‘What he (Dr Khan) says is wipe the slate clean from what happened in 2014 and go back to the start.  

‘But here there were outstanding warning notices so that option wasn’t open to the CQC.  

‘The situation points to an overall lack of managerial insight.’  

A ruling is expected in the next few days.

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Readers' comments (25)

  • Go Dr Khan. All GP's are behind you.

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  • I've worked as a locum and many sites even new private ones get these problems so why target Dr Khan? At the end of the day an emergency = 999. There are only a few emergencies dealt in general practice and you could always get medicine from the local chemist.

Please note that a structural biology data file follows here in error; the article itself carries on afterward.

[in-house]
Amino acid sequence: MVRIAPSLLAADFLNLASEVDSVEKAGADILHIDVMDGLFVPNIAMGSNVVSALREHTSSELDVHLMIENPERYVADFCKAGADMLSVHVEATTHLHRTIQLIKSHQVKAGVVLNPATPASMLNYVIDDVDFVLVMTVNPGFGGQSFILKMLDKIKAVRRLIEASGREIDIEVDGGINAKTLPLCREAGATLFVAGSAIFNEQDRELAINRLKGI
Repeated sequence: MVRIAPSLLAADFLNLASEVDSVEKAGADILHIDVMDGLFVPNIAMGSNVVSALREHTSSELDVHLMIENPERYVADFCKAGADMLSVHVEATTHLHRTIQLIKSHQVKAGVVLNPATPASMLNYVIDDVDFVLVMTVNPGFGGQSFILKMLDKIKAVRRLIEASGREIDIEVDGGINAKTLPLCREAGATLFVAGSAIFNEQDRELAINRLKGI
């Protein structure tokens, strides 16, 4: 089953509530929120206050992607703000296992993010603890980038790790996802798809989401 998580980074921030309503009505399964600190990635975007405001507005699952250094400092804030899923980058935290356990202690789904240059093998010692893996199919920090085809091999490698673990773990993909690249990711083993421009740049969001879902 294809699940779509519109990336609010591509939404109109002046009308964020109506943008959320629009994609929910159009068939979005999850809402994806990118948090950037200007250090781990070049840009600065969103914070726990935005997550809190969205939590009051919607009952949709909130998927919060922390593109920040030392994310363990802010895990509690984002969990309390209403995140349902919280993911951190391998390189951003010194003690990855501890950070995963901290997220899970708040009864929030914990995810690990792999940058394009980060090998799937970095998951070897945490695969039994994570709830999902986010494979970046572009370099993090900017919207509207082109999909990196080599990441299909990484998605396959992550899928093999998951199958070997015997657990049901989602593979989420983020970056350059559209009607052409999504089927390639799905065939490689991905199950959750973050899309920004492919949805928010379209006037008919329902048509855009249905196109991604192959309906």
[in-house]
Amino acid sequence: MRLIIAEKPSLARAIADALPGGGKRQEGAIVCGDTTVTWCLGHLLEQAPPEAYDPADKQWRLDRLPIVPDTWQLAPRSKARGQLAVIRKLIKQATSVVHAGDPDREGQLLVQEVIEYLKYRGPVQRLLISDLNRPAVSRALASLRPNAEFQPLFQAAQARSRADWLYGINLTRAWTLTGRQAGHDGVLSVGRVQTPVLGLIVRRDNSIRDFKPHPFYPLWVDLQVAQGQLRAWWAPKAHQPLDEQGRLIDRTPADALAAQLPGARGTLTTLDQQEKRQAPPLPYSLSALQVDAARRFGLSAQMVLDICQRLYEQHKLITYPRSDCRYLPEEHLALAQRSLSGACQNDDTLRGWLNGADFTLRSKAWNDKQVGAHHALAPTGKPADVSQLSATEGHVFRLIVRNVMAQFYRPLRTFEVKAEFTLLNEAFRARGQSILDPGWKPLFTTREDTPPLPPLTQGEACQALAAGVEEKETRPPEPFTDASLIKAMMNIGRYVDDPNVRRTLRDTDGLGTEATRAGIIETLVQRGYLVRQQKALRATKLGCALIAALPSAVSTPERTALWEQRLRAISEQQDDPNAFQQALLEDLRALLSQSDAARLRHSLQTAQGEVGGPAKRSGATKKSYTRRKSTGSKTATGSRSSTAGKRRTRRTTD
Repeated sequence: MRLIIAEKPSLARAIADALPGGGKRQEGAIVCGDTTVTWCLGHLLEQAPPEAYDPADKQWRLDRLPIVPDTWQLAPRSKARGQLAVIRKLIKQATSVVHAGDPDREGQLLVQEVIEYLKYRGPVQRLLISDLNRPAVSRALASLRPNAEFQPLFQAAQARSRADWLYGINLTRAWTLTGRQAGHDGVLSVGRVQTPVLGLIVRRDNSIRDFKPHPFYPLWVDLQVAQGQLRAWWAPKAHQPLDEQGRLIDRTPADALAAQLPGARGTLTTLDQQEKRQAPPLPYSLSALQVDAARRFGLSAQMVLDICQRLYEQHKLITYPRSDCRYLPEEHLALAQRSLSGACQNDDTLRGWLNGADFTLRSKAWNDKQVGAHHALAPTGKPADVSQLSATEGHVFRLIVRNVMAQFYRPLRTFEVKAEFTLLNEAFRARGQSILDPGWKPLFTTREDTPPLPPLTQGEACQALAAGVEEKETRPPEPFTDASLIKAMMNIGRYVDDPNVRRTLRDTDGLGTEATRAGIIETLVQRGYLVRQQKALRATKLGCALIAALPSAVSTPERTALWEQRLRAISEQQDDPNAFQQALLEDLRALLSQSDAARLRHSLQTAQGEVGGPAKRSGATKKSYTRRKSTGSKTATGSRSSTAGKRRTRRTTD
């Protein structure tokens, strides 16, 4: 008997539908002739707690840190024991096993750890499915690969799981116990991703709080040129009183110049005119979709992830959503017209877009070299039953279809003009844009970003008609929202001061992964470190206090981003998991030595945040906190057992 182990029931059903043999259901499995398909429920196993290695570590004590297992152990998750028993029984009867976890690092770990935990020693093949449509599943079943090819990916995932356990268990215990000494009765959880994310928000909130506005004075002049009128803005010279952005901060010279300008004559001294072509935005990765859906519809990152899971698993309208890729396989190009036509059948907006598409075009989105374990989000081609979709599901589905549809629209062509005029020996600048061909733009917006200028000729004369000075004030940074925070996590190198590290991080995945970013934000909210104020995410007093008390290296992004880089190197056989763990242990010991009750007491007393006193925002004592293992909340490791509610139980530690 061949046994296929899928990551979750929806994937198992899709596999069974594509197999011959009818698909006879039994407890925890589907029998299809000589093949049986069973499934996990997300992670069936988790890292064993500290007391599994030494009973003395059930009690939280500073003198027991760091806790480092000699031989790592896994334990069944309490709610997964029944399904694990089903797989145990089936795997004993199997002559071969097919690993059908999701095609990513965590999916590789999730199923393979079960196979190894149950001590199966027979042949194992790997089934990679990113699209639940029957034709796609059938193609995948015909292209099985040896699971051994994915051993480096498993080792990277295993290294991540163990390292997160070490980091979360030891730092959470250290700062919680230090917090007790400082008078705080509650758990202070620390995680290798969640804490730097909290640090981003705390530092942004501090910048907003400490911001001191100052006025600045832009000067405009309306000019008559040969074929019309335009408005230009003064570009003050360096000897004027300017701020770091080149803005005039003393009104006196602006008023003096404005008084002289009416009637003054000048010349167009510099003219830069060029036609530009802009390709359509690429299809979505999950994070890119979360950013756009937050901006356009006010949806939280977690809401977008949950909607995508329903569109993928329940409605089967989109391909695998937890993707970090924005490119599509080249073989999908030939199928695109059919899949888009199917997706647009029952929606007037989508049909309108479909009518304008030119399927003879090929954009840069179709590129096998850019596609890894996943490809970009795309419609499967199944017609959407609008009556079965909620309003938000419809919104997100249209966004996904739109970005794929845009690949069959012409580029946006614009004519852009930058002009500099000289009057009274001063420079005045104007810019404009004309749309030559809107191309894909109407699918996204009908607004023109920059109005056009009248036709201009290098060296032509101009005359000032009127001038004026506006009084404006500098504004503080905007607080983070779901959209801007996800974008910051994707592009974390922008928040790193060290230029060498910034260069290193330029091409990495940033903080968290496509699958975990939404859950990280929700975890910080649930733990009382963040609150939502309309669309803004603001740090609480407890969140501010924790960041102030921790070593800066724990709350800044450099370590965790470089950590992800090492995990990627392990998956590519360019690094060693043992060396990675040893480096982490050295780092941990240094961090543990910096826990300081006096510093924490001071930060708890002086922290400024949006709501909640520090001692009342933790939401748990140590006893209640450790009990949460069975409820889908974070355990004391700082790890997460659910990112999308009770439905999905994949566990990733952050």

In fact with policies like this - one could find faults in any practice and that's why the CQC was set up - simply to bully practices into submission.

    the reason why he is being targeted is likely to be a political drive to get rid of all small practices (the 'conrnershop') and it is my opinion that with a foreign sounding name the CQC feels that he will be viewed as a bad GP anyway as most people are prejudice and no one will care. Actually a lot of GPs are interested in this and I wish Dr Khan all the best and hope you win.

    Before the bleedin hearts start -

    1. a locum doctor at the practice did not know where emergency medication was kept on site.

    I've never had to know where emergency drugs were kept. As a locum if there was an emergency I would call 999 first then ask a staff member to get hold of the emergency drugs on my behalf.


    2. another locum treated two patients at the surgery without access to emergency drugs or Khan being present.

    Seriously? what is this about. What is the point of having a locum if you are also expected to be on site.